Effect of sternoclavicular joint mobilization on pain and function in a patient with massive supraspinatus tear

John Jacob Mischke*, Alicia J. Emerson Kavchak, Carol A. Courtney

*Corresponding author for this work

Research output: Contribution to journalArticlepeer-review

2 Scopus citations


Massive irreparable rotator cuff tears can be difficult to treat conservatively, especially when the patient has multiple comorbidities. Although there is evidence to support interventions aimed at the spine, there is paucity in the literature describing interventions to the sternoclavicular joint (SCJ) in individuals with rotator cuff pathology. A 57-year-old female with multiple comorbidities and a body mass index of 59 was referred to physical therapy with a 4-month history of right shoulder pain, significant functional limitations, and magnetic resonance imaging (MRI), demonstrating a full-thickness supraspinatus tear. She presented initially with active shoulder flexion range of motion (ROM) 0-80°, numeric pain rating scale (NPRS) 7/10, and QuickDASH 65.9%. After six physical therapy sessions, the patient had plateaued with improvements in pain and ROM. SCJ mobilizations at visit 7 immediately improved pain, active ROM, and subjective reports of function. The patient was discharged after 13 visits with increased active shoulder flexion ROM to 0-170°, NPRS 1/10, QuickDASH 31.8%, and Global Rating of Change (GROC) +5. This case highlights the successful conservative treatment of an individual with an irreparable rotator cuff tear and numerous comorbidities by using a multimodal approach including SCJ mobilizations.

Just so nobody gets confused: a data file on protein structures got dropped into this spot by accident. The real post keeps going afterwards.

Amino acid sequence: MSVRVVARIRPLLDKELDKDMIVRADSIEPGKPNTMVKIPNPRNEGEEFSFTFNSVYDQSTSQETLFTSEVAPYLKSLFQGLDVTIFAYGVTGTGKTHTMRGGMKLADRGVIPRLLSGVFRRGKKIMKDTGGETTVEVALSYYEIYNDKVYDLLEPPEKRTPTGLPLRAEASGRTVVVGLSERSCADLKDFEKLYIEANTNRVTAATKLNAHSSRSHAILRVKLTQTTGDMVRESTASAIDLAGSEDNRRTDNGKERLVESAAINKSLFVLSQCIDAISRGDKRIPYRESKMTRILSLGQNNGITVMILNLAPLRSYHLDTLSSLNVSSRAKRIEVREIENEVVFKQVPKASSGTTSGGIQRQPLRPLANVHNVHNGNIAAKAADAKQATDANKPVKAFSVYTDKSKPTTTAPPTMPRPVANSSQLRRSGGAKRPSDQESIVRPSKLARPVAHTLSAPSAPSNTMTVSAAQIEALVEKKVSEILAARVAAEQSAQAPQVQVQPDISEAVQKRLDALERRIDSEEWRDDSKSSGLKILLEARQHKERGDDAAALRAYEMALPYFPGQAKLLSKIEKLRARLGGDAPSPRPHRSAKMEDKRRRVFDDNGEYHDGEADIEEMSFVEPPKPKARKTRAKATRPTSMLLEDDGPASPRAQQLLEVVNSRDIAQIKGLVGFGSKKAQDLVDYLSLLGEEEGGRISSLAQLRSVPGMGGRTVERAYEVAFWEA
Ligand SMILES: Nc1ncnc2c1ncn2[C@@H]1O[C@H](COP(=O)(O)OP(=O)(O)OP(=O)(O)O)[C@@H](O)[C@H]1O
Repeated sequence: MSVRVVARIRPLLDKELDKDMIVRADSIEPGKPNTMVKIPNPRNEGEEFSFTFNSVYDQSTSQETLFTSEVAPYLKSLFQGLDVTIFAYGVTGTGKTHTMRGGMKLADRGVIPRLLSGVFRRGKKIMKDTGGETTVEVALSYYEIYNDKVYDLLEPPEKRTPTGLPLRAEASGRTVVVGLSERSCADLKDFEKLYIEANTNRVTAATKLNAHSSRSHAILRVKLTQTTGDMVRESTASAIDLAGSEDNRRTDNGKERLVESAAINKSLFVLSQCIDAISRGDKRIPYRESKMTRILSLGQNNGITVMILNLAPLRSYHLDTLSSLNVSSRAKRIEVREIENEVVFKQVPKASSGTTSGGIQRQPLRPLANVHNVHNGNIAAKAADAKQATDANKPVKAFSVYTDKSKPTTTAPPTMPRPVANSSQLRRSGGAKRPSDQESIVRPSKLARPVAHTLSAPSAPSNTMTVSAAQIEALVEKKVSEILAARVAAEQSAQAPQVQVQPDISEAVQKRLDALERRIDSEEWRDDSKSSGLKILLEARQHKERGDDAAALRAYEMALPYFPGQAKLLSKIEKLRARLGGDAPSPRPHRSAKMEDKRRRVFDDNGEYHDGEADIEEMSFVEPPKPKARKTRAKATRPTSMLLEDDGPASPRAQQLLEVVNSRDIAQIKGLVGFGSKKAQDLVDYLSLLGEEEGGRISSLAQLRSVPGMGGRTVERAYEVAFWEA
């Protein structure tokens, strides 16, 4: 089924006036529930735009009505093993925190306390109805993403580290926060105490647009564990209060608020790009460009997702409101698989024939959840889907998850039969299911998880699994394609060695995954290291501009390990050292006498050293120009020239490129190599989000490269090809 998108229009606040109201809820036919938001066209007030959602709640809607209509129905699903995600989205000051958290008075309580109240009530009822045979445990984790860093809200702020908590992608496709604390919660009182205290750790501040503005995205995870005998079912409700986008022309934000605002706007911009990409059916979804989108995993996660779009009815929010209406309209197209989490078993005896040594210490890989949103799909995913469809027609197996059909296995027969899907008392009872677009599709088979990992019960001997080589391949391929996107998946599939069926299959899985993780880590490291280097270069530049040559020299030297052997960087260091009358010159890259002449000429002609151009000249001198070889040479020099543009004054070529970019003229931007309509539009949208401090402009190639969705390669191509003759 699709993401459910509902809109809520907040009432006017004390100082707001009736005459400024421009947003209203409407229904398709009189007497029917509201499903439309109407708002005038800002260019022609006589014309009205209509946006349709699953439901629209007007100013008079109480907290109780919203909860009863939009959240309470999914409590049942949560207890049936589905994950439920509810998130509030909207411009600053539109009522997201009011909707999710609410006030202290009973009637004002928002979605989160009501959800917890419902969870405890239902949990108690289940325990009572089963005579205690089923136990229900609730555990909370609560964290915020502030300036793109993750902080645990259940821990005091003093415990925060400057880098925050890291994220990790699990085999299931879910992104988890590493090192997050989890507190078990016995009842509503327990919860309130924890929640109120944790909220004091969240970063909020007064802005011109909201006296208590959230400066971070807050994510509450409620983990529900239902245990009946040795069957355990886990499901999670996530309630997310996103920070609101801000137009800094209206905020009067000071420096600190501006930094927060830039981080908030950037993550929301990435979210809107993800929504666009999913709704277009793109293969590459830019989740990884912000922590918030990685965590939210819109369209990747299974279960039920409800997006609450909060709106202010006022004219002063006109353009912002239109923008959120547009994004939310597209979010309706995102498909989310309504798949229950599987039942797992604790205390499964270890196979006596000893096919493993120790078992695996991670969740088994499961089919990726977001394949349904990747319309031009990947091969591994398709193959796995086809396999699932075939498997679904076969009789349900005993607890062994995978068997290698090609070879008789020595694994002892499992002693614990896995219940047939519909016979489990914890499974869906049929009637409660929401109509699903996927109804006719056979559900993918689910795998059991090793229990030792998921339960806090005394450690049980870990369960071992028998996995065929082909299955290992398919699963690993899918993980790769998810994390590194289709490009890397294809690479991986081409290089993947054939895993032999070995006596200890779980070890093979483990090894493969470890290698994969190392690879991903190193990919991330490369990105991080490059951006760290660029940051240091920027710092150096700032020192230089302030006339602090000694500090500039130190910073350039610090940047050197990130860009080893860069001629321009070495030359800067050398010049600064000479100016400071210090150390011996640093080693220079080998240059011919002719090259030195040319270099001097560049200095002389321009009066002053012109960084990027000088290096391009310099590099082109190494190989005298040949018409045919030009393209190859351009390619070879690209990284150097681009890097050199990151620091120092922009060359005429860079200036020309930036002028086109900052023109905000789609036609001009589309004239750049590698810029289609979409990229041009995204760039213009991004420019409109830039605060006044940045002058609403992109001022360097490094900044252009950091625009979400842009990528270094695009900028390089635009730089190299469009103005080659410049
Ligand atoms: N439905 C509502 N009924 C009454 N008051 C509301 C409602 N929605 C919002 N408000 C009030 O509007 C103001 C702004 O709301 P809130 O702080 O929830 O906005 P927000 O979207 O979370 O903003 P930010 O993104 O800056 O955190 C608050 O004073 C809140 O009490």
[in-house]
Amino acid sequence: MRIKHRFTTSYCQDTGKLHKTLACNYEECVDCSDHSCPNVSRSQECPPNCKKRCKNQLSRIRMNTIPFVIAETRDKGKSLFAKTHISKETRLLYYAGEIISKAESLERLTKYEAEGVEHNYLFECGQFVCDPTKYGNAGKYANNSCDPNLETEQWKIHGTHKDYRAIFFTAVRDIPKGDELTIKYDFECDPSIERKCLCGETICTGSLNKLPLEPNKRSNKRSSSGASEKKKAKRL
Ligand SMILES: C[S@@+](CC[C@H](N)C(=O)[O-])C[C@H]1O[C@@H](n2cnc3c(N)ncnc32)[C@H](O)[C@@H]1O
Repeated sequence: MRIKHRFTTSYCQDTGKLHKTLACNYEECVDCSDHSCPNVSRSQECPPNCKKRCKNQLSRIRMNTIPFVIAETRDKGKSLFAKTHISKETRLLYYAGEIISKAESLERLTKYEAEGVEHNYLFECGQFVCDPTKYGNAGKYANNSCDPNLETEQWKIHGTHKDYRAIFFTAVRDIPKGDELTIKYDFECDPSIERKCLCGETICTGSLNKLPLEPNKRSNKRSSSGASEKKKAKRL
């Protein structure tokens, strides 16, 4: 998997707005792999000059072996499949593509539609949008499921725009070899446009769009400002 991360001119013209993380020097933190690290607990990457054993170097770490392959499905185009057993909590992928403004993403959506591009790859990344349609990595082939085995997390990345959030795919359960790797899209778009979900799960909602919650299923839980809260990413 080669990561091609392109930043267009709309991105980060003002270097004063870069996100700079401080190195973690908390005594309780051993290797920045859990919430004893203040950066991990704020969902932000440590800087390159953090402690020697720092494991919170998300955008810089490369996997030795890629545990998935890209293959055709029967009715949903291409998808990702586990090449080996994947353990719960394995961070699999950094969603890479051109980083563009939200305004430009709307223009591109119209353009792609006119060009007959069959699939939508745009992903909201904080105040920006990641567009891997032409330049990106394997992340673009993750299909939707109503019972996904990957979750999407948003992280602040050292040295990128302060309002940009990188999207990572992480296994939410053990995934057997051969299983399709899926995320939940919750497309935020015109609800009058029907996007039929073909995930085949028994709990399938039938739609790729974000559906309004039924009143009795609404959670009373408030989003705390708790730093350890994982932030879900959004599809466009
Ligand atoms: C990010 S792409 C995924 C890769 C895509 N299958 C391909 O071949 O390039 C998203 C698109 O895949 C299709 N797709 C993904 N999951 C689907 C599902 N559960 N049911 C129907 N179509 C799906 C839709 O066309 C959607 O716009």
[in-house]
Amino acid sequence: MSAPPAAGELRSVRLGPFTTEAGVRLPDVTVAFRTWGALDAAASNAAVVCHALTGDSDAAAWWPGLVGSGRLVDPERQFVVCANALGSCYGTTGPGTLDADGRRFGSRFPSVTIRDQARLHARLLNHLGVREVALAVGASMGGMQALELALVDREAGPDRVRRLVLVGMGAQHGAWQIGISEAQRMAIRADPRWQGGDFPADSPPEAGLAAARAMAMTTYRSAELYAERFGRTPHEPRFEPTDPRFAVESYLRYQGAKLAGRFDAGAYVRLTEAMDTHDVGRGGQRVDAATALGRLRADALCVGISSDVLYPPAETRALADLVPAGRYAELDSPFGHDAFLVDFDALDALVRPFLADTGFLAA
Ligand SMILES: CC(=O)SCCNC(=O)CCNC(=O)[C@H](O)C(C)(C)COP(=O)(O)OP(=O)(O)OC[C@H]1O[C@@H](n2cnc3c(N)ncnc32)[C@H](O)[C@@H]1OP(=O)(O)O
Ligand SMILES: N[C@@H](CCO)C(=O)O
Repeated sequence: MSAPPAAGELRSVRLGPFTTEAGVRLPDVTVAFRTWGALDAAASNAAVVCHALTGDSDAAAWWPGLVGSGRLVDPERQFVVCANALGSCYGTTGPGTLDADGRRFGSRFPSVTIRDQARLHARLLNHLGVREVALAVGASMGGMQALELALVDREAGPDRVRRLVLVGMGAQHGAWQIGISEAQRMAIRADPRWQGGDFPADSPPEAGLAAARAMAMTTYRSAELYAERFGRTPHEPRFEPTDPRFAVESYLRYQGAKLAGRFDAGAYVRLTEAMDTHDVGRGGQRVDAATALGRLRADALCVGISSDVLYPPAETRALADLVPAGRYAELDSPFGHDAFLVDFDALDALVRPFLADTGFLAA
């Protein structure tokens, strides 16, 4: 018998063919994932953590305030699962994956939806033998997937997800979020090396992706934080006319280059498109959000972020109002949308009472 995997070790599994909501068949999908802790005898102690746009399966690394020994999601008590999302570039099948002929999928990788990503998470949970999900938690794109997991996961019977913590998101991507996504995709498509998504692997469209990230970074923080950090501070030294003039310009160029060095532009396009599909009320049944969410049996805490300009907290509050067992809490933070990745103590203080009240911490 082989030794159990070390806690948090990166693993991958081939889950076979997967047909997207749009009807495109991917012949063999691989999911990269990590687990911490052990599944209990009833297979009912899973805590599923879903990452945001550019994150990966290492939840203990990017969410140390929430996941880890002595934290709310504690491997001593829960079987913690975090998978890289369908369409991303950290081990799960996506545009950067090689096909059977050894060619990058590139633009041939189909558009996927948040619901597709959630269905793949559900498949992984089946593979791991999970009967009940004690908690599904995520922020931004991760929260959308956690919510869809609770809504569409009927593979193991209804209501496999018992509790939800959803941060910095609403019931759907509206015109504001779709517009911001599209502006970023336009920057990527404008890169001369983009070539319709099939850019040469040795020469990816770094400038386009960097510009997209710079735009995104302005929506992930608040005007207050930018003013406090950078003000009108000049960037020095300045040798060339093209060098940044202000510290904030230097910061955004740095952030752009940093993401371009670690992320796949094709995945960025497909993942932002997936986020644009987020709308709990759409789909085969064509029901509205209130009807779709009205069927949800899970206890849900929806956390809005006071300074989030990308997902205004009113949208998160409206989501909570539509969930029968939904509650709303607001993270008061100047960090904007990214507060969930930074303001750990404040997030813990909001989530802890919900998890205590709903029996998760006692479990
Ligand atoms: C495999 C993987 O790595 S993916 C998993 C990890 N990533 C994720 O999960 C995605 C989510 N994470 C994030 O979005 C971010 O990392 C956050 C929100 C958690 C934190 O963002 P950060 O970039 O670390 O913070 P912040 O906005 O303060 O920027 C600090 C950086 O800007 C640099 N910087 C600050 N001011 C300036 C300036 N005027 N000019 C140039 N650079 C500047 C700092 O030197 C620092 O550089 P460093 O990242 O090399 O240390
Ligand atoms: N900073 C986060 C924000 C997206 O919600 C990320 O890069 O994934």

Original languageEnglish (US)
Pages (from-to)153-158
Number of pages6
JournalPhysiotherapy Theory and Practice
Issue number2
StatePublished - Feb 17 2016


  • Manual therapy
  • rotator cuff tear
  • sternoclavicular joint

ASJC Scopus subject areas

  • Physical Therapy, Sports Therapy and Rehabilitation


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